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Wild Thing by Robin Kaye
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Wild Thing

by Robin Kaye

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Showing 5 of 5
Really fun and entertaining book. Definitely recommend reading domestic god series by Robyn Kaye....knowing all the characters really is nice. Love how different Hunter and Toni are but how wonderfully the fit together. Highly recommended read ( )
  Bette_Hansen | Nov 3, 2015 |
I liked the plot of this story, then ending was cute and it's always good when a male pursues the female but the heroine's major problem was too easily resolved and she lost credibility after that. Toni takes over as manager of a wilderness photo shot where Hunter and his brothers are guides. ( )
  Dawn772 | Jan 29, 2015 |
First of all, I know I already said this, but I am tired of half naked men on the cover of books. I am tired of them showing up in my feed, and I am tired of carrying them around. I do not ever again want to get into a conversation with my dad about whether the half naked man on the cover on my latest book is the actor from Perception (Erik McCormack) because it really looks like that actor (It isn't, Dad). [Are you sure that it isn't that actor? (Yes, I am sure, Dad.) Hold on, let me get my glasses, because it really, *really* looks like that guy. (It ISN'T that guy, Dad.) Wait a minute -- how many books do you have with that guy on the cover? Why are you reading so many biographies about Erik McCormack? (IT. ISN'T. ERIK. MCCORMACK. DAD!!!!!!!)]

But I digress...

So, yes, this is yet another of my binge-y romance books that fall into the hot-perfect-man-falls-for-quirky-cute-could-be-you-weren't-ten-years-older-and-thirty-pounds-heavier-woman category. Except I am even more distracted by the half naked man on the cover because he doesn't quite match the description of the guy in the book, and, for that matter, neither of them really fits my own description of what is attractive so that is even more distracting to me.

Which is all to say that I've already been way too distracted by all of this to fall in love with the story and that's part of the problem in the first place. (And I may as well give you a spoiler alert right now as I am probably about to go into way too much detail. Sorry. I'm weaning myself off Percocet and am in a cranky mood right now in case you couldn't tell.)

I spent the first few chapters of this book convinced that there had to have been more chapters before them as I felt like I'd started in the middle and not at the beginning. There was just a little bit too much familiarity going on with Hunter (the guy) just kind of walking into Toni's (the girl) cabin as if they'd known each other forever.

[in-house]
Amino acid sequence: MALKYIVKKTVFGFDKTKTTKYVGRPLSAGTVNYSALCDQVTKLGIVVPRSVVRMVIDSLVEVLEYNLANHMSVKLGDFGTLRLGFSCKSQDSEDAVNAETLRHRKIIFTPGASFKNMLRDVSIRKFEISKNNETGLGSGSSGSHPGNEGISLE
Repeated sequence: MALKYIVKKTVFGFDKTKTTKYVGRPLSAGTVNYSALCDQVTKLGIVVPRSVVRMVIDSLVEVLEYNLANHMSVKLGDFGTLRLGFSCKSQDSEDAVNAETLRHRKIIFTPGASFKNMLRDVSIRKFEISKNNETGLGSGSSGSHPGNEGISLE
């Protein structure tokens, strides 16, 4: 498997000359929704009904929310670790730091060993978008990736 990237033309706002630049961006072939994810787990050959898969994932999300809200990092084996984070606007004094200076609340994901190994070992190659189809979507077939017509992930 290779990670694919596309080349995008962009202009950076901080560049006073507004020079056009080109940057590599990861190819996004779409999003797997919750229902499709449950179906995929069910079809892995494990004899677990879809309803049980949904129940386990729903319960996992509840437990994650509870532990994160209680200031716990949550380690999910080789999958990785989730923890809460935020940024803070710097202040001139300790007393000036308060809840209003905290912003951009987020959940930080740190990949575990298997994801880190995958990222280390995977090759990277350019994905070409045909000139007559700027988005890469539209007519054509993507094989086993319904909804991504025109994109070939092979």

They hadn't, of course, and once I realized that, I was a little annoyed. I mean, Hunter was all nice and sensitive and Toni was all strong and vulnerable and I was more than happy to watch the two of them get together. But I wanted to watch it happen, not just have it kind of be a fait accompli (or however you say it) even though the whole reason I'm reading something like this is because it had darn well be going to happen or else why am I reading it, right?

The happening itself wasn't bad (who am I kidding -- it was more than o.k.), and then I hit the second hiccup. After a whole lot of build up about how understanding and respectful Hunter was about Toni's full-out fear of being left alone in the woods (with a back story that I related to just a little bit too much), he goes and, yep, leaves her alone in the woods.

I mean, I know the whole thing about needing to create conflict, and I'm willing to suspend disbelief for the sake of the story to a point, but, really? Leaves her just standing there completely alone in the woods? I wanted to throw the book across the room, I was so irritated.

Luckily, he came back appropriately sorry and feeling stupid enough that both Toni and I were able to forgive him. And then his family got fully introduced in one of the best family-meal scenes ever and, well, the book got a whole additional half a star because of that family. I loved, loved, LOVED them. They made up for all kinds of sins. And after that I was completely taken by the whole rest of the book and couldn't put it down again until I was done.

There was one final little bitty issue at the end... In reading all of these romances, I've really wanted to actually get to see the whole happily ever after part. And although I agree with the other reviewers that the engagement and wedding were a little bit too rushed, by that point I was o.k. with it. I had totally bought into the engagement and wedding. But I didn't like the slapstick treatment of the wedding itself. I didn't mind unusual, but I wanted it to be taken seriously. (Yes, that would be me off pouting with Hunter.) And I didn't want to feel like I was just being rushed to the end so that we could get to the next book, which I assume will take place in L.A. and have something to do with one of the brothers and the lady lawyer. But don't hold me to that.